Found Objects, Bought Selves

Found Objects, Bought Selves

Lynne Heller (OCAD University, Canada & University College Dublin, Ireland)
Copyright: © 2015 |Pages: 22
DOI: 10.4018/978-1-4666-8384-6.ch007
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Abstract

This chapter traces a process of creating using found object collage, through collecting/consuming practices and finally to the notion of the bought self, avatar representation through consumerist artistic practice in Second Life (SL) the online, user generated, virtual environment. Positioning collage as a reinvigorated current in art, the text couples this mode of making with shopping as found object. Collaboration is inherent in an online virtual world, where programmers, designers and other content providers determine the parameters of what is possible. Found object/shopping is a synergistic fit with the nature of predetermined boundaries coupled with late-stage capitalism. This mode of self-making encourages the idea of buying identification through the construction of an avatar. Through a review of the practices of the Situationists, an aesthetic turn in political tactics is revealed through contemporary art making. The text uses the author's own virtual/material practice as a case study for the theories explored.
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Background

The artist is one for whom the poverty of his or her materials is all that remains in this unveiling of things. It is an inner creative seeing that regathers the things of the world. (Whitehead, 2003, p. 6)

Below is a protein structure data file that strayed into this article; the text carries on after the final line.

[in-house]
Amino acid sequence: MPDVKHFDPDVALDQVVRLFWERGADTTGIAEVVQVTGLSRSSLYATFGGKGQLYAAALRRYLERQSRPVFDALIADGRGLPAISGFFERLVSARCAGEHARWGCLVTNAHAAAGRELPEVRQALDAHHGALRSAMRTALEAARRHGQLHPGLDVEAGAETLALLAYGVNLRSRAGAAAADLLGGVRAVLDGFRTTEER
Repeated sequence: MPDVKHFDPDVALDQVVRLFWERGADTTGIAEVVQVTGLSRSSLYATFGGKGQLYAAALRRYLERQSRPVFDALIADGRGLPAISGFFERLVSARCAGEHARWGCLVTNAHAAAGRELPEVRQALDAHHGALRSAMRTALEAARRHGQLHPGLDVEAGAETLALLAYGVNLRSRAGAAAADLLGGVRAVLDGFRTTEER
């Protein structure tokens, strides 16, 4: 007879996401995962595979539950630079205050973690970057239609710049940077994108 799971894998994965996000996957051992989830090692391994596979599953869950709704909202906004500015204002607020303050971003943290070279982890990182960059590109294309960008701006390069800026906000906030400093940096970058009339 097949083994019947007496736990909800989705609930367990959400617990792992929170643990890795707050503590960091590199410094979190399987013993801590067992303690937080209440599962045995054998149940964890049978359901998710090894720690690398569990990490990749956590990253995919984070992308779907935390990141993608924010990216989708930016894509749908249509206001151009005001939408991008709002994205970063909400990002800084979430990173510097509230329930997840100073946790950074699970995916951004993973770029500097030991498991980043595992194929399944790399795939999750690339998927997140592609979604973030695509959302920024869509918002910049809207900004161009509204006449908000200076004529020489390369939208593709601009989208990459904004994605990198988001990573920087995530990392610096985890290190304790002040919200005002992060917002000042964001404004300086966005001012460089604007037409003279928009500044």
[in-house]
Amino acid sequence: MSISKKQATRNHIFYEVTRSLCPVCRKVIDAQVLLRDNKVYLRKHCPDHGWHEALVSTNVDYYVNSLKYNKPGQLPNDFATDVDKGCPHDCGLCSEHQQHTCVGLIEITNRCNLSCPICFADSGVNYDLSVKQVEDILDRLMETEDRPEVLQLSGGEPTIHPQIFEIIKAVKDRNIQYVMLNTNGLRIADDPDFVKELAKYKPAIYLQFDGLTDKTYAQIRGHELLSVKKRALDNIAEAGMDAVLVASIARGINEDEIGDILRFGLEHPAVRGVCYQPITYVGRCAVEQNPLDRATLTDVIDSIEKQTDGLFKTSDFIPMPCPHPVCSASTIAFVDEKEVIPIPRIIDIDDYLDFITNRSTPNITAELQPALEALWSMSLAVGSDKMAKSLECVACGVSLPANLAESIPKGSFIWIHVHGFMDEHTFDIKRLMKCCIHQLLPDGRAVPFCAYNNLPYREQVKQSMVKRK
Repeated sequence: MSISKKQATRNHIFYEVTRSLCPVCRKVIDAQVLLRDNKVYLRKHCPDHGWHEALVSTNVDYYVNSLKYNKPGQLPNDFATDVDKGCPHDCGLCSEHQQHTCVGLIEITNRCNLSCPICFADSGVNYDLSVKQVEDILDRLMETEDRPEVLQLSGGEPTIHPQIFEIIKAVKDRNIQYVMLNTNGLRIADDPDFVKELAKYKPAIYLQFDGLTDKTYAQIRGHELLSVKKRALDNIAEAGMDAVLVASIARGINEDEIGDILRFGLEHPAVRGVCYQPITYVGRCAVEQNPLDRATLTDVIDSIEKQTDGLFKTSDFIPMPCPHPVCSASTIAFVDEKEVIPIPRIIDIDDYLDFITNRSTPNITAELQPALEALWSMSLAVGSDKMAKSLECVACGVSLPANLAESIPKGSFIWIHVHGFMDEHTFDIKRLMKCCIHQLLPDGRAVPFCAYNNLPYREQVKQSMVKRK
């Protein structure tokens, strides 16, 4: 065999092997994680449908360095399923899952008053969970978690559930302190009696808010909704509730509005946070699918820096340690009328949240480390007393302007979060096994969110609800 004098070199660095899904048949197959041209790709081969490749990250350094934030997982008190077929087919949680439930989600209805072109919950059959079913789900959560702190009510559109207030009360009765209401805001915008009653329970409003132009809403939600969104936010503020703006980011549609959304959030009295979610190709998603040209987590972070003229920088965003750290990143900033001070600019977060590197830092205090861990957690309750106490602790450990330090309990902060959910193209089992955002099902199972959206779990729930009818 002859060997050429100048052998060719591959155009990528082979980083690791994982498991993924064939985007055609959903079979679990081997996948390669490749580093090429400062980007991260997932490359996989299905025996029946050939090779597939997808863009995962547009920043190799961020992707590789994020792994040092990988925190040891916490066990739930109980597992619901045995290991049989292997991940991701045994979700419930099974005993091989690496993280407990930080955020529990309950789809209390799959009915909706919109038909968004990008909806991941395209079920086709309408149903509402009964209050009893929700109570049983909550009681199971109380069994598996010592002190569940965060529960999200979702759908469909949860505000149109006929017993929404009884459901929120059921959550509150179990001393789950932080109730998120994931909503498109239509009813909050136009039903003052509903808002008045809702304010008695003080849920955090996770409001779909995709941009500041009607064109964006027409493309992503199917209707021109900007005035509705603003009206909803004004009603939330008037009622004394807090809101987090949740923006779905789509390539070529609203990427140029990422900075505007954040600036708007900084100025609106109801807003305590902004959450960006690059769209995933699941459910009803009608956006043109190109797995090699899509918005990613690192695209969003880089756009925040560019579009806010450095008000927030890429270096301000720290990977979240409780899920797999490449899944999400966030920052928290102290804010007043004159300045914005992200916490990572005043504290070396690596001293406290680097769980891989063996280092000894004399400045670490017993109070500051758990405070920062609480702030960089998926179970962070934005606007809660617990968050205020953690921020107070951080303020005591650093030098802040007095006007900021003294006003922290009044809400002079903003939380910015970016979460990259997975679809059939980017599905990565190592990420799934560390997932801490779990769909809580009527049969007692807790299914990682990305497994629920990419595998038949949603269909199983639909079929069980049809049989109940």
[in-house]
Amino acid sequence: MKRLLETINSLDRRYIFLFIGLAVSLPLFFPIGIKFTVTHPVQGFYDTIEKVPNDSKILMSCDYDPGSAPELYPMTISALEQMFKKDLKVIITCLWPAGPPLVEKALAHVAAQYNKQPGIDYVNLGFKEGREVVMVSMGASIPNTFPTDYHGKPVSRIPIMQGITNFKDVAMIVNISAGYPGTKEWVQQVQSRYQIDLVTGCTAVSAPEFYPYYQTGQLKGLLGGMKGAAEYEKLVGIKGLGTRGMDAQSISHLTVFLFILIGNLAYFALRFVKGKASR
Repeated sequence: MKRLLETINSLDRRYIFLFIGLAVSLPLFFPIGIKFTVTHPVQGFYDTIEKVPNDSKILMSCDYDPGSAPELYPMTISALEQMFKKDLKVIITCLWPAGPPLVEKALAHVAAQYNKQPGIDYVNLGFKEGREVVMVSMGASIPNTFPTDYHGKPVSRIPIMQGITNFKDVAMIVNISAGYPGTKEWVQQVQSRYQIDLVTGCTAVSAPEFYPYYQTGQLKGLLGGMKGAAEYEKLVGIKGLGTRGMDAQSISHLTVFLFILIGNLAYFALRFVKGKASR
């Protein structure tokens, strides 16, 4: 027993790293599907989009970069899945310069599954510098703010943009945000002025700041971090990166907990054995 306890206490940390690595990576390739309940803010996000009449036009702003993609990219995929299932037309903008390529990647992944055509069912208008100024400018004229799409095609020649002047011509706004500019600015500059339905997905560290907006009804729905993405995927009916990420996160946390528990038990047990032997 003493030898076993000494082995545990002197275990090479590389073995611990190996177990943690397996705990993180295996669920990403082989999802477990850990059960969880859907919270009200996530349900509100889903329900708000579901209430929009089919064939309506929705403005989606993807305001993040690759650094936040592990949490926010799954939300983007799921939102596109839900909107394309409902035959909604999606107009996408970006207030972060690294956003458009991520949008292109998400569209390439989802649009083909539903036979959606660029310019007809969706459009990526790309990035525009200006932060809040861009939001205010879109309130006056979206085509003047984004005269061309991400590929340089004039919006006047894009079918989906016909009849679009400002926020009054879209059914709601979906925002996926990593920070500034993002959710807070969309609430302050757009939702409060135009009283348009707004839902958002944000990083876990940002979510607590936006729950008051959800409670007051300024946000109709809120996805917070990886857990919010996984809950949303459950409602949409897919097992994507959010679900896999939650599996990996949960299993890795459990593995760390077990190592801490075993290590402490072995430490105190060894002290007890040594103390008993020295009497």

The above quote from artist/writer Derek H. Whitehead encapsulates two fundamental ways of making art, which can be used concurrently or individually. One method, the unveiling of things is a subtractive strategy—chip away at the marble, exposing the form that has always existed within. The other regathers the things of the world. This additive method—collage/assemblage—builds images and sculpture from diverse sources, materials and sensibilities in a collecting, sifting, choosing and bonding process. Far from simply being a way to make, and similarly to all artistic methods, it has immediate portent for the way a work of art functions in the world as an object, silent witness and/or instigation.

Found object collage/assemblage is a well-established artistic strategy, both in the material and the virtual environments, lending itself particularly well to pop cultural inclinations towards art making in SL. This text examines a practice of found object collage in the all too human world of SL where reality masquerades in drag, exaggerating the vagaries of life. SL, indeed any virtual environment, imposes a collaborative creativity in that the programmers and developers along with other content generators of the space define much of what you can or cannot do within that environment. Found object collage, within this default collaborative experience, challenges artists’ methodological apparatuses, along with disturbing material, dimensional, and temporal assumptions within this pre-determined framework. The happened-upon and the imperfect becomes fodder for innovation and subversion.

Theorist, Clive Edwards says of collecting that it is “frequently associated with antiquarianism and connoisseurship of artifacts” but then goes on to add, “as often [it is] related to assemblage and accumulation” (2009, p. 38). A necessary first, thereafter iterative step to any method of collage is collecting, a term loaded with cultural and psychological baggage. With the relative ease of virtual accumulation—one never has to rent expensive self-storage lockers and moving vans—the good and the bad of collecting practices can be enacted in simulated worlds and become fodder for art production.

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